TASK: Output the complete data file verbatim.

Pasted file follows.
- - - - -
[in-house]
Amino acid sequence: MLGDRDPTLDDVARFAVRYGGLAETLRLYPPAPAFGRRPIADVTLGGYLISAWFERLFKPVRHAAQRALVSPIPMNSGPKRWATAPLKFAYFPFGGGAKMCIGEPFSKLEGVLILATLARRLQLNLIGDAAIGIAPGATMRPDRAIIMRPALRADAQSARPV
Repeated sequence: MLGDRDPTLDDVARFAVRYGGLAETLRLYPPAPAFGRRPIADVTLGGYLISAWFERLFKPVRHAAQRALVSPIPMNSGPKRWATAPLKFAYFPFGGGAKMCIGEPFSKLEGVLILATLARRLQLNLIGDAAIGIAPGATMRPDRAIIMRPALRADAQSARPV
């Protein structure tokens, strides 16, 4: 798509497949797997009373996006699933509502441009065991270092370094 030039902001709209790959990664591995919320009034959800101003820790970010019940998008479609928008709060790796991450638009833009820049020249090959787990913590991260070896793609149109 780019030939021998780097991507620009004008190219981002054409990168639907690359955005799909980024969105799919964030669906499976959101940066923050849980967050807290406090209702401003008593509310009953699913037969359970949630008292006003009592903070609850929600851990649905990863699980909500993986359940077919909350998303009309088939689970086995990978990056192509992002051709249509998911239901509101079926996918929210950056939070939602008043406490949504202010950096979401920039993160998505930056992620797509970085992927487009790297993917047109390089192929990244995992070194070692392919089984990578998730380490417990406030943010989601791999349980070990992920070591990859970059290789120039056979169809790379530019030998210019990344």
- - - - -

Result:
[in-house]
Amino acid sequence: MLGDRDPTLDDVARFAVRYGGLAETLRLYPPAPAFGRRPIADVTLGGYLISAWFERLFKPVRHAAQRALVSPIPMNSGPKRWATAPLKFAYFPFGGGAKMCIGEPFSKLEGVLILATLARRLQLNLIGDAAIGIAPGATMRPDRAIIMRPALRADAQSARPV
Repeated sequence: MLGDRDPTLDDVARFAVRYGGLAETLRLYPPAPAFGRRPIADVTLGGYLISAWFERLFKPVRHAAQRALVSPIPMNSGPKRWATAPLKFAYFPFGGGAKMCIGEPFSKLEGVLILATLARRLQLNLIGDAAIGIAPGATMRPDRAIIMRPALRADAQSARPV
């Protein structure tokens, strides 16, 4: 798509497949797997009373996006699933509502441009065991270092370094 030039902001709209790959990664591995919320009034959800101003820790970010019940998008479609928008709060790796991450638009833009820049020249090959787990913590991260070896793609149109 780019030939021998780097991507620009004008190219981002054409990168639907690359955005799909980024969105799919964030669906499976959101940066923050849980967050807290406090209702401003008593509310009953699913037969359970949630008292006003009592903070609850929600851990649905990863699980909500993986359940077919909350998303009309088939689970086995990978990056192509992002051709249509998911239901509101079926996918929210950056939070939602008043406490949504202010950096979401920039993160998505930056992620797509970085992927487009790297993917047109390089192929990244995992070194070692392919089984990578998730380490417990406030943010989601791999349980070990992920070591990859970059290789120039056979169809790379530019030998210019990344």